Voluntary disclosure after the adoption of international financial reporting standards : a study of companies in the Nairobi Securities Exchange

Nguyo, Margaret Wairimu
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Strathmore University
Disclosed reports are usually out of audited accounts and may therefore lack credibility and verifiability. For this reason, they are usually ignored by investors due to their flimsy nature. On the contrary, high quality reports would increase the credibility of disclosed information. Basically, IFRS increase the quality of financial reports making them more credible and verifiable. Thus, the information disclosed based on reports generated from the application of IFRS is more credible and verifiable which in the long run, investors take more seriously and this has urged the management of listed companies to voluntarily disclose information using the IFRS. The study intended to look at the impact of the international financial reporting standard on voluntary disclosure among listed companies the case being the Nairobi Securities Exchange. Among the study objectives included: an establishment of the voluntarily disclosed items by listed companies after the adoption if the IFRS, an identification of the voluntary disclosure determinants among listed companies and finally the industrial implication of voluntary disclosure post IFRS adoption. The scope of the study entailed companies listed in the Nairobi Securities Exchange form the year 1996-2011 bearing in mind that IFRS was introduced in the year 2000 thus the breaking point. The research design was correlational in nature while the data was secondary in nature and entailed financial reports from the listed companies. The study concluded that indeed since the introduction of the IFRS, in the quest for transparency and accountability, listed companies have generally increased their voluntary disclosure levels and are benefiting from its fruits such as information asymmetry and investor confidence. Policies and guidelines that promote voluntary disclosure have also been effected after IFRS adoption regardless of the size of a company, governance structure and also the ownership structure. An industrial implication is also created by the adoption of IFRS since the obligation to disclose information can either impact a company that is listed positively or negatively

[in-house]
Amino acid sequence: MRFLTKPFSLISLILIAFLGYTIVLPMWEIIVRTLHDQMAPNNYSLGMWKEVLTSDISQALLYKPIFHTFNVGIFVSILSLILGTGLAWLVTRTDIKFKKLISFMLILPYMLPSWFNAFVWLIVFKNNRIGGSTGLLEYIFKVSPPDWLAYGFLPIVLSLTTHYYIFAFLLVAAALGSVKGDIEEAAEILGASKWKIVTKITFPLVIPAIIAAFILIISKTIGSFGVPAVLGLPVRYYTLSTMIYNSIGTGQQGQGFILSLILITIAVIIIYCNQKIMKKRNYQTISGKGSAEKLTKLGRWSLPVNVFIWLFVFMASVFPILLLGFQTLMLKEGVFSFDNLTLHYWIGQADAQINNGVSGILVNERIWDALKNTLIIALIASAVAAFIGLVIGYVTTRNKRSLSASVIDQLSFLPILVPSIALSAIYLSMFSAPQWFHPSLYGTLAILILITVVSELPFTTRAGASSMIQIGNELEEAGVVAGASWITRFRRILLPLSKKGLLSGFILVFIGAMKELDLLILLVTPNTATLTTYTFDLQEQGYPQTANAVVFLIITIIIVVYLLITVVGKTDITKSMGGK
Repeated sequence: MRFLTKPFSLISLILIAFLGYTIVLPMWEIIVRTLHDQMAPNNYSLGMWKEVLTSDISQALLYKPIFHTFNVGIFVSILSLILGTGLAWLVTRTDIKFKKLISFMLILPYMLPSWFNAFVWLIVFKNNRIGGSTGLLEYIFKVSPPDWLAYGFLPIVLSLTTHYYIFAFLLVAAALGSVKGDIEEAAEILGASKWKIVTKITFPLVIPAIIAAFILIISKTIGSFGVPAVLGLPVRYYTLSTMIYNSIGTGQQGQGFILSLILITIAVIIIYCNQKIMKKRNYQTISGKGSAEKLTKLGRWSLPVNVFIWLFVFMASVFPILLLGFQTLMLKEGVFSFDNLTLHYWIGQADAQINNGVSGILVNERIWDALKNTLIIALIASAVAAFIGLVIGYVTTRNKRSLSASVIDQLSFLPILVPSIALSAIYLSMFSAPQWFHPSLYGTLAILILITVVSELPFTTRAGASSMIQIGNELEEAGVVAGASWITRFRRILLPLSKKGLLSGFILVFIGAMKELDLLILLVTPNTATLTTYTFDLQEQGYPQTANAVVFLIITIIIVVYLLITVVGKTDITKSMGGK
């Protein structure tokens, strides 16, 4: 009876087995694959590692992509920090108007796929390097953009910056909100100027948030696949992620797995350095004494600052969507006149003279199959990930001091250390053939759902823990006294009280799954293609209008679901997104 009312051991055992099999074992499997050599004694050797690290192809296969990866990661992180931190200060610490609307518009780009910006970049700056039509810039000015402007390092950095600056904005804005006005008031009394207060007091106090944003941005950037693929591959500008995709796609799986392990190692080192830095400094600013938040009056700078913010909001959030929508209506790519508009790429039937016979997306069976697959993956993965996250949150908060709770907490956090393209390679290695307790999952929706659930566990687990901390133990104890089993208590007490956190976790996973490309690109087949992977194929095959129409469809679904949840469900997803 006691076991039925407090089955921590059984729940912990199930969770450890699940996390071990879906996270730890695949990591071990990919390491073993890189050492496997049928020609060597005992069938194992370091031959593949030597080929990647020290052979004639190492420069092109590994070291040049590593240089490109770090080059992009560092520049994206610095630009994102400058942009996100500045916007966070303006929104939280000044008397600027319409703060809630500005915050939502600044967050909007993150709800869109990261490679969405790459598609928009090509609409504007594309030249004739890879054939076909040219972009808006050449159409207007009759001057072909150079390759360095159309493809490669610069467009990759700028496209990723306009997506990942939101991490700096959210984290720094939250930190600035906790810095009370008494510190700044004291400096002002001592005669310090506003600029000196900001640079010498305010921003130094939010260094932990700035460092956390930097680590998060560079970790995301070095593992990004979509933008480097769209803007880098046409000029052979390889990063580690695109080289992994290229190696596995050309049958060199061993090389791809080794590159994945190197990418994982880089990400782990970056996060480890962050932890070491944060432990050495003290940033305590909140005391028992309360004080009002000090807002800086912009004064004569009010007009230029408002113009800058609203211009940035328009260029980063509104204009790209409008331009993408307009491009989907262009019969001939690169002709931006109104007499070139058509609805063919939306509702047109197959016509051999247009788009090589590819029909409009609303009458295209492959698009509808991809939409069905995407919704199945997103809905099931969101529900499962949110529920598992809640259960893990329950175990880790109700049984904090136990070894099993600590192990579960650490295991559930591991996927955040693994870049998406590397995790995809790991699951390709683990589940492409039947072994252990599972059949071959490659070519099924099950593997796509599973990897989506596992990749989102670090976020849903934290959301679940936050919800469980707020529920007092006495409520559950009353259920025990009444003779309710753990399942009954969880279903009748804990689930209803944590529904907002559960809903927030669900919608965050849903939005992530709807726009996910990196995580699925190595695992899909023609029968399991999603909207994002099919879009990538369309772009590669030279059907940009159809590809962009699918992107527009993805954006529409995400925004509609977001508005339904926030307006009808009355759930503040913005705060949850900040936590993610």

Submitted in partial fulfillment of the requirement for the degree of Master of Commerce
International Financial Reporting Standards, Financial reporting, Nairobi Securities Exchange, IFRS